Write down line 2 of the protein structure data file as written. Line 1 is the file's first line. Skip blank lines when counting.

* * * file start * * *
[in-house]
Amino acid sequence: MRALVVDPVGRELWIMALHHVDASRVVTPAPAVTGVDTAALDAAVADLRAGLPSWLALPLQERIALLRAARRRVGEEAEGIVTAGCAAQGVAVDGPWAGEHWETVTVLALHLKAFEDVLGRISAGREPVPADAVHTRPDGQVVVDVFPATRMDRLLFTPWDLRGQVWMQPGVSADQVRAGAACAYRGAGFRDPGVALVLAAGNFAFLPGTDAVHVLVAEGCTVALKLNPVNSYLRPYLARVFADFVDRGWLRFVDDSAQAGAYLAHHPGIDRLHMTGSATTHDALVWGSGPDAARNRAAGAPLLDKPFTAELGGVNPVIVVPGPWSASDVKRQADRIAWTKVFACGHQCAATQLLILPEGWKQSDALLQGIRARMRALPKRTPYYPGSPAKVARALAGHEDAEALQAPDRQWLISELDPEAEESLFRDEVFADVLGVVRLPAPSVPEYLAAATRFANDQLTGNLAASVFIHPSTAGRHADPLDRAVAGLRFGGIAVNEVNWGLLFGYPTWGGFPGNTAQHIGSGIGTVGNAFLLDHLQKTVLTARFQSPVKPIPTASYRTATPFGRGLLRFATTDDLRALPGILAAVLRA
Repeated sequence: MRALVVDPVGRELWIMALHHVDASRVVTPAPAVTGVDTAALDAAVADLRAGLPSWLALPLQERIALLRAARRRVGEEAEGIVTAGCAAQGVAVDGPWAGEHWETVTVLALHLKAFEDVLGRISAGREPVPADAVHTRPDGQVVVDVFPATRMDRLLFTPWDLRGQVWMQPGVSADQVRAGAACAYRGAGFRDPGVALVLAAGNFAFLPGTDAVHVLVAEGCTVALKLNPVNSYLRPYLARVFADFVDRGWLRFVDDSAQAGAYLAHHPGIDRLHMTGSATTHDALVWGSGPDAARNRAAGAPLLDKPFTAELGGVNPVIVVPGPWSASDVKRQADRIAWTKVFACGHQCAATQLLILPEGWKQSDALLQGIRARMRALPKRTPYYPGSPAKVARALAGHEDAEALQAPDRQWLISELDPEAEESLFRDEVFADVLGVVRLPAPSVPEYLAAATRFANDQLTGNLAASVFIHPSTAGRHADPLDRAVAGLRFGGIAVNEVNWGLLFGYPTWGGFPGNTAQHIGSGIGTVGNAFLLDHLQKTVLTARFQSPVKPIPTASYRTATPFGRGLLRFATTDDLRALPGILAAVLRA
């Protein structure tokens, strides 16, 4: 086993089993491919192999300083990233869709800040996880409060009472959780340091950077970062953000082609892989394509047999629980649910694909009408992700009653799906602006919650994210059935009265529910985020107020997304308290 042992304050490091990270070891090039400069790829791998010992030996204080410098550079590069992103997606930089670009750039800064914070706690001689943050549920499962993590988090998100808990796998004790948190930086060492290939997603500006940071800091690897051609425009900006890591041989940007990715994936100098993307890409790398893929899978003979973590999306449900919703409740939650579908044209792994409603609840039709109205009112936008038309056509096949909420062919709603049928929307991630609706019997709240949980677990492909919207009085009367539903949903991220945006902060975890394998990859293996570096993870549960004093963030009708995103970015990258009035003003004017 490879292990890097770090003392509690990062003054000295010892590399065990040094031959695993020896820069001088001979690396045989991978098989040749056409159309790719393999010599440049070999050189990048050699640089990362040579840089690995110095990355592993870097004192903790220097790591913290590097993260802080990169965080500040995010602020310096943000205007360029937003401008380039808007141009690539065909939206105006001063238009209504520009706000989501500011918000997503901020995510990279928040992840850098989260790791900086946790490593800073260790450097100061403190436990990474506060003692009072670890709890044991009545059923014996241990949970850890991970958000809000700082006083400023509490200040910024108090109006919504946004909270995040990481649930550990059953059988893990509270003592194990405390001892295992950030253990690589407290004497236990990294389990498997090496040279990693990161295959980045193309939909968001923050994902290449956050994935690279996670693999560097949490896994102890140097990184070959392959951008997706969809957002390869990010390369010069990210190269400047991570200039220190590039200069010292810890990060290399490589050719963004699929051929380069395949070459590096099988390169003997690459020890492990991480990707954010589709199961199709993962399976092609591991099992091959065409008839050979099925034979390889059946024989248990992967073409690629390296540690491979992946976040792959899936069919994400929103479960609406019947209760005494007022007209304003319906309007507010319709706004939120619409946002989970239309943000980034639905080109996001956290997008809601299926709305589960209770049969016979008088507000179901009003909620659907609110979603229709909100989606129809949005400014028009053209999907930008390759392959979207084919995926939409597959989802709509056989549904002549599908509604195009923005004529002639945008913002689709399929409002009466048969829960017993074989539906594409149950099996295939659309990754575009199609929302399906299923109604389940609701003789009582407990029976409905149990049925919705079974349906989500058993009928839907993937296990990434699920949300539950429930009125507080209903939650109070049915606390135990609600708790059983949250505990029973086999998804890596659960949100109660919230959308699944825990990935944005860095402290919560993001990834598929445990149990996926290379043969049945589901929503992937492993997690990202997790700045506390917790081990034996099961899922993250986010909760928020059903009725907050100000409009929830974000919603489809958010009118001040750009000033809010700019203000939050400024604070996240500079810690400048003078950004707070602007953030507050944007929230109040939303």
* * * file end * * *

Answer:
Amino acid sequence: MRALVVDPVGRELWIMALHHVDASRVVTPAPAVTGVDTAALDAAVADLRAGLPSWLALPLQERIALLRAARRRVGEEAEGIVTAGCAAQGVAVDGPWAGEHWETVTVLALHLKAFEDVLGRISAGREPVPADAVHTRPDGQVVVDVFPATRMDRLLFTPWDLRGQVWMQPGVSADQVRAGAACAYRGAGFRDPGVALVLAAGNFAFLPGTDAVHVLVAEGCTVALKLNPVNSYLRPYLARVFADFVDRGWLRFVDDSAQAGAYLAHHPGIDRLHMTGSATTHDALVWGSGPDAARNRAAGAPLLDKPFTAELGGVNPVIVVPGPWSASDVKRQADRIAWTKVFACGHQCAATQLLILPEGWKQSDALLQGIRARMRALPKRTPYYPGSPAKVARALAGHEDAEALQAPDRQWLISELDPEAEESLFRDEVFADVLGVVRLPAPSVPEYLAAATRFANDQLTGNLAASVFIHPSTAGRHADPLDRAVAGLRFGGIAVNEVNWGLLFGYPTWGGFPGNTAQHIGSGIGTVGNAFLLDHLQKTVLTARFQSPVKPIPTASYRTATPFGRGLLRFATTDDLRALPGILAAVLRA